A female Downy Woodpecker poses for a picture.

A Great Blue Heron strikes a graceful pose along the Scioto River, (Donna).

This Blue Jay has quite a mouthful, (Donna).

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It’s a dark gray rainy morning as I finish writing this so it’s hard to imagine what nature will offer in the coming days and this is the time of year when things tend to wind down. However, if past experience is any indication, it will only take another walk in the woods to again experience the magic. Thanks for stopping by.

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A Journey Through Early Autumn

Perhaps it’s the flowers or the number of sunny blue sky days that have populated the last few weeks, but so far our journey through early autumn, perhaps a bit warmer than one would expect, has been a wonderful celebration of the time of year.

The low autumn light filters through New England Asters.

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Blue Jays, along with migrants from the north adding to the local population, are commonly heard engaged in their noisy banter as we explore local parks.

Blue Jay, (Donna). Griggs Reservoir Park.

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By late morning and early afternoon there are always butterflies and dragonflies keeping us company. It has been a banner year in central Ohio for the Common Buckeye. It’s difficult to remember a year when we’ve seen so many. Several years ago it was late September before we saw our first one. At the other extreme we’re not sure we’ve seen even one Morning Cloak this year.  Could the same weather patterns or events be responsible for both of these outcomes? One can only wonder. One interesting bit of information we recently uncovered is that, depending on the severity of the weather, Buckeyes can successfully overwinter in Ohio. This could explain this year’s early sightings.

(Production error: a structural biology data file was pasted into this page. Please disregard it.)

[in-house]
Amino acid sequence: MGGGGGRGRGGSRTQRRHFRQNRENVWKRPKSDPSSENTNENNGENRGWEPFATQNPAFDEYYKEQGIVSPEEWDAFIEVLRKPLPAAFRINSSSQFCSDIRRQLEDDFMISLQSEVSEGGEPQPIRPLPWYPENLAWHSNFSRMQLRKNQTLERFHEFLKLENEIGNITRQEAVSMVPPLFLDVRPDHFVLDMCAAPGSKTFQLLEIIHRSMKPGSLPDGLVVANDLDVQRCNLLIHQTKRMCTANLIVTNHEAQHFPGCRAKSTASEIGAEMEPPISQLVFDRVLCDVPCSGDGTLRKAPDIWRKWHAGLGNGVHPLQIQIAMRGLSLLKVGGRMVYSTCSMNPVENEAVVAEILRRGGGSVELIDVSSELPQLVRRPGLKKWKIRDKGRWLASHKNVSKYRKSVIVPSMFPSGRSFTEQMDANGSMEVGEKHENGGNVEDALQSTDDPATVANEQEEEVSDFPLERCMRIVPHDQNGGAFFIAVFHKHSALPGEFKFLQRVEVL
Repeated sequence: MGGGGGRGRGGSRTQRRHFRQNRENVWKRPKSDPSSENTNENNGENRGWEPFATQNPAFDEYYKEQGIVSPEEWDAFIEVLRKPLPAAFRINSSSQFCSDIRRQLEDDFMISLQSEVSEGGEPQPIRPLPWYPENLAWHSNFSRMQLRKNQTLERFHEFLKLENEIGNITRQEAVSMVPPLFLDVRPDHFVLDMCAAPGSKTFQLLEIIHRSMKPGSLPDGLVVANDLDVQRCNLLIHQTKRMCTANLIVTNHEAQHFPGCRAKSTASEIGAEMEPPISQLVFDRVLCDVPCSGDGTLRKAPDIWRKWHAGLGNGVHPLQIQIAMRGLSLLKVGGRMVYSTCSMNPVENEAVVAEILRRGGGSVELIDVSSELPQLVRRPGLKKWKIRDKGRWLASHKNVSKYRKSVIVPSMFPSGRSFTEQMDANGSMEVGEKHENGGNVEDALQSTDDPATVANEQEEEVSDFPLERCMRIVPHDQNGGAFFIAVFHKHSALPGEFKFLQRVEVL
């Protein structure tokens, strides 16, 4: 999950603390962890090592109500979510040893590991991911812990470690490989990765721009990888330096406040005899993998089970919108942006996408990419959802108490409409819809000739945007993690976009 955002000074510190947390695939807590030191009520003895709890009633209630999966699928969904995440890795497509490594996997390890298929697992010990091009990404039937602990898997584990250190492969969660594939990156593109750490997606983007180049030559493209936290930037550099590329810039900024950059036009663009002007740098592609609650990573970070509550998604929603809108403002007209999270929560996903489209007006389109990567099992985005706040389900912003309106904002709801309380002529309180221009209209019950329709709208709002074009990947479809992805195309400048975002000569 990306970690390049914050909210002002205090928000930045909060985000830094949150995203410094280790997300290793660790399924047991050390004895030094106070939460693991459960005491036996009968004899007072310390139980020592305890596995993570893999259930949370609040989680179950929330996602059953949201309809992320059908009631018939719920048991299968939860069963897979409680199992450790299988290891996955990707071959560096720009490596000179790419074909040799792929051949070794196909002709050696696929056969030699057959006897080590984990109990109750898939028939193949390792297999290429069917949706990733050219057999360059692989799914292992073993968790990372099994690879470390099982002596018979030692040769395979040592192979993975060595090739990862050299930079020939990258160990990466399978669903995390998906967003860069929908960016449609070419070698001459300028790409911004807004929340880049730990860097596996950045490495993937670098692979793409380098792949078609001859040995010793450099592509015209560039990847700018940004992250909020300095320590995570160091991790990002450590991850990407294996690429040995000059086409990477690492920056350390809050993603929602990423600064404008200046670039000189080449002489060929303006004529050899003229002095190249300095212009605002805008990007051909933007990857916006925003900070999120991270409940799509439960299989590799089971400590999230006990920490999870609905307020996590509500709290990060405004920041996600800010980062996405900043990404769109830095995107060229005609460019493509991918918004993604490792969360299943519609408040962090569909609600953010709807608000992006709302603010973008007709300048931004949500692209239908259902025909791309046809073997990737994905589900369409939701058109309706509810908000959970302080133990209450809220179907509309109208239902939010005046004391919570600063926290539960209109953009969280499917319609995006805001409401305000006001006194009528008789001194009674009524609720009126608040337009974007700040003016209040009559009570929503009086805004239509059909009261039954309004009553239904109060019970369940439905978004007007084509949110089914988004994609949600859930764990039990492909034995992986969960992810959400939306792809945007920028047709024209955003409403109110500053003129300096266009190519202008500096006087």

Common Buckeye, Blues Creek Park.

The underside of the wings, (Donna). Griggs Reservoir Park.

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With fields of golden rod in bloom there’s no question about the time of year, Battelle Darby Creek Metro Park.

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A few days back, while I was fishing, my wife was excited to find a Dainty Sulfur in Griggs Reservoir Park. To make matters worse not only did I miss the butterfly I didn’t catch any fish.

Dainty Sulfur, (Donna). The last time this butterfly was seen in central Ohio in observable numbers was 2012. Griggs Reservoir Park.

Little Yellow butterflies, while not as uncommon, were seen in another area park. We usually observe this butterfly in Florida during the winter.

Little Yellow Butterfly. Blues Creek Park.

Other butterflies were also present:

Eastern Comma, (Donna). Griggs Reservoir Park.

Eastern-tailed Blue laying eggs, (Donna). Griggs Reservoir Park.